A few months ago, following a craving for egg curry, I drove to Curry Leaf in Laurel, where Saravan Krishnan has been conjuring Southern Indian flavors for years. CLOSED UNTIL FURTHER NOTICE, read a sign. Nooo.
Turns out I didn’t have to go far to find Krishnan’s addictive eggs in tomato-and-onion gravy: In June, after an unsuccessful bid to buy Curry Leaf from its owner, Saravan—along with his brother, Venkatesan, and a friend, Moses Krishnarajan—opened Amber Spice, a handsome dining room a few blocks away.
They offer the Indian stews—palak paneer, lamb rogan josh—that populate many menus. You can sample them on the lunch buffet ($11.99 during the week, $13.99 on weekends).
But besides attentive service and touches such as house-made chutneys, it’s dishes like that egg curry ($16) that set the place apart. The Krishnans, who grew up in Madurai, near the southern tip of India, offer specialties you won’t find at many other local places: A lemon rice ($10) that pops with mustard seeds here, dried chilies there. A crab Malabar ($20), so creamy it resembles chowder. A tongue-lashing lamb sukka ($18).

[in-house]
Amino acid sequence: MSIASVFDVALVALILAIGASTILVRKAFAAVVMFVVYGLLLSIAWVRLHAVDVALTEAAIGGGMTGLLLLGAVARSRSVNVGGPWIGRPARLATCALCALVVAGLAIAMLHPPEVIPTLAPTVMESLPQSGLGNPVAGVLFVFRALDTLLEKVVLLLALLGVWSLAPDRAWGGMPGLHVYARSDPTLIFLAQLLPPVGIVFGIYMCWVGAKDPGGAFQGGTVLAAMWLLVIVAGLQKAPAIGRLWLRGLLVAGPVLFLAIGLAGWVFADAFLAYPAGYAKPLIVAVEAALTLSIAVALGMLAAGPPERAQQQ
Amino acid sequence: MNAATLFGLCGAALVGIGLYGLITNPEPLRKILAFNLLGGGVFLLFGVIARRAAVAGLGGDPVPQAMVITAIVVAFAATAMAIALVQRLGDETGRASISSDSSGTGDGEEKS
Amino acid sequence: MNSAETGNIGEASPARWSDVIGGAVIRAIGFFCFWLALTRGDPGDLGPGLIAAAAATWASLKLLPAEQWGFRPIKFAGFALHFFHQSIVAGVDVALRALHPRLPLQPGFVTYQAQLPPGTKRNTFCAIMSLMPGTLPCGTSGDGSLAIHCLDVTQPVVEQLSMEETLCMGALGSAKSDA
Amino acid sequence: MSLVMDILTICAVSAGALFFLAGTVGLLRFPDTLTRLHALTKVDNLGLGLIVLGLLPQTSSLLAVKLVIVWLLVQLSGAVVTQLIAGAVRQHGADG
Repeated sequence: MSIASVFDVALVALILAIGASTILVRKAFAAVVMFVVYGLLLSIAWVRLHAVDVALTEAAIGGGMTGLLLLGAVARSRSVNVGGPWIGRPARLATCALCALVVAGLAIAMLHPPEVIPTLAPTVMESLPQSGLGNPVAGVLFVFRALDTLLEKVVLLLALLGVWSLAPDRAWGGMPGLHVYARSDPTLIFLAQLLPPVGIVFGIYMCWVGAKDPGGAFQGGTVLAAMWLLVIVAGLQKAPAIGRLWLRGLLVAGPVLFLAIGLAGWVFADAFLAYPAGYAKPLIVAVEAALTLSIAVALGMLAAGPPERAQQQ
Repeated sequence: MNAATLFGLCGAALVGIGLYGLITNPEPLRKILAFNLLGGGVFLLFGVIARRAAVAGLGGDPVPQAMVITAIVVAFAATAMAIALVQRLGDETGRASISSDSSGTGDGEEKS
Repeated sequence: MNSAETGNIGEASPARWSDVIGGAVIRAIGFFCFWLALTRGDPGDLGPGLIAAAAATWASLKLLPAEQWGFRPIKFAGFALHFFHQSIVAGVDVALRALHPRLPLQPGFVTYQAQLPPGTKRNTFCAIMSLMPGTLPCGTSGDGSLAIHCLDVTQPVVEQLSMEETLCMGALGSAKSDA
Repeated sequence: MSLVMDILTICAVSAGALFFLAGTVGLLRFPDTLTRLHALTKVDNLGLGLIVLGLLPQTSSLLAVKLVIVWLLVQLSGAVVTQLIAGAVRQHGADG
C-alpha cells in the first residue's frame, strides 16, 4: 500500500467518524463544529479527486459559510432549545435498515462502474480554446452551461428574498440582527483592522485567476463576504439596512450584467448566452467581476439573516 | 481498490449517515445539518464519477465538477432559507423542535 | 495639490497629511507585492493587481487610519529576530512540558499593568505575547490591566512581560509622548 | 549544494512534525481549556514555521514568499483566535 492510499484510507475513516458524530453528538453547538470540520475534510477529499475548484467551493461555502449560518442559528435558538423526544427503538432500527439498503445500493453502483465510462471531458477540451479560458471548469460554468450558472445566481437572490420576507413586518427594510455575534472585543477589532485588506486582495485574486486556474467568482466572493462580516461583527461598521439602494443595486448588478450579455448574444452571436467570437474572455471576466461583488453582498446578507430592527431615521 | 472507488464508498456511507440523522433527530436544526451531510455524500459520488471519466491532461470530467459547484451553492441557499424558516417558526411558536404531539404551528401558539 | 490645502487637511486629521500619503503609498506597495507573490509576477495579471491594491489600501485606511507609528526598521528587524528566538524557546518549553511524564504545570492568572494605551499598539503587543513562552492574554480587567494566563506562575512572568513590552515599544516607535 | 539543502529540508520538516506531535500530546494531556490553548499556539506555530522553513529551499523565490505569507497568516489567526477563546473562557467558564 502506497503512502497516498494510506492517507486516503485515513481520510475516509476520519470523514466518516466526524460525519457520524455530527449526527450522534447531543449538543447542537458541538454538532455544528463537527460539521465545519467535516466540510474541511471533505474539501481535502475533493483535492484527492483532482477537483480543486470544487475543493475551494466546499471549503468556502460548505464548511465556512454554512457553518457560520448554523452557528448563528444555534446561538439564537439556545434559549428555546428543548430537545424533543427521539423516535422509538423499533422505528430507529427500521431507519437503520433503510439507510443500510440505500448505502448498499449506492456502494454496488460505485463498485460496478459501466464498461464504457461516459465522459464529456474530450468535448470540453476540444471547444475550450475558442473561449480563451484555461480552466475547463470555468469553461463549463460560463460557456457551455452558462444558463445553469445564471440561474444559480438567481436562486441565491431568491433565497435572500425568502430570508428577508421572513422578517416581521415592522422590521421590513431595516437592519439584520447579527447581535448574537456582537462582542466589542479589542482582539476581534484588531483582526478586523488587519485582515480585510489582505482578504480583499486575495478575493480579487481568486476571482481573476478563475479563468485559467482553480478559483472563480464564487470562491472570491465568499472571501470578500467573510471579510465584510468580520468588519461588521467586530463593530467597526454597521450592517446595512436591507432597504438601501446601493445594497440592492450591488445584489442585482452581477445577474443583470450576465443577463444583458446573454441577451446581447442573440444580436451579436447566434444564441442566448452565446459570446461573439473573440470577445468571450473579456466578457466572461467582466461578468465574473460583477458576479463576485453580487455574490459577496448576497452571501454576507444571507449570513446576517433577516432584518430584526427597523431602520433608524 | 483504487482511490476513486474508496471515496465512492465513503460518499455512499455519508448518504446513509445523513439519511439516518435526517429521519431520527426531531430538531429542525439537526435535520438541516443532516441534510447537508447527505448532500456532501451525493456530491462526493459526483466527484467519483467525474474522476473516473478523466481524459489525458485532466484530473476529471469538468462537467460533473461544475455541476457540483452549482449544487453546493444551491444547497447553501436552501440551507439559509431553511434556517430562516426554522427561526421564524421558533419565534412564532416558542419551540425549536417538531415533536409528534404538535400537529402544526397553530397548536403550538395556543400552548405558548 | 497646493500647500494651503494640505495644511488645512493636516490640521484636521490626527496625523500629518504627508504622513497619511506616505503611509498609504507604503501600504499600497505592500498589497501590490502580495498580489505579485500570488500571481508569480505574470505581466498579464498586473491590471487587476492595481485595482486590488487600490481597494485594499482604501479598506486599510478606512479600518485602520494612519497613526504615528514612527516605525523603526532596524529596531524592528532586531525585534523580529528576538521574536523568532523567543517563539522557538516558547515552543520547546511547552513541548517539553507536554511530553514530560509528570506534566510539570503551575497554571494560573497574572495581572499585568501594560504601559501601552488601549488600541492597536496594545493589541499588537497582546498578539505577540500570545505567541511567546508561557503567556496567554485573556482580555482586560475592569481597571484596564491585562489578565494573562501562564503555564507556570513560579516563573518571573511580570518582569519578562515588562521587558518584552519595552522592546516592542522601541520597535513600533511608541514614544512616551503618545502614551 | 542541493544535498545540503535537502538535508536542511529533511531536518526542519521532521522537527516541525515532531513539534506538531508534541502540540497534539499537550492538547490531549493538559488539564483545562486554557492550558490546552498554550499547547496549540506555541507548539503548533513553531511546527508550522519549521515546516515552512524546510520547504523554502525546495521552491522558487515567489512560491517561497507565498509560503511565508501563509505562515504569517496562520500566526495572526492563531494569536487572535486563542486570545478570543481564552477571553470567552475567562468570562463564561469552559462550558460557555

Then there’s the kotthu paratha ($12), traditionally an on-the-go bus-station food defined by the chopping sound of spoons on a flat pan. (Krishnarajan calls it the one regional dish you can hear before you smell.) The mess of paratha (the flaky flatbread), egg, and onions is the kind of thing you want to tear into and never stop eating. Then you want to eat it all over again for breakfast.
You’ll likely be plenty full—this food isn’t shy on cream or ghee or coconut milk (the rice is studded with cumin seeds to help digestion), and portions are generous. Still, consider one of the desserts that Venkatesan sees as his specialty, whether a mango kulfi or rasmalai, a milky pudding scented with green cardamom.
Amber Spice is located at 13524 Baltimore Ave., Laurel; 301-477-4828. Open daily for lunch and dinner.
This article appears in the September 2018 issue of Washingtonian.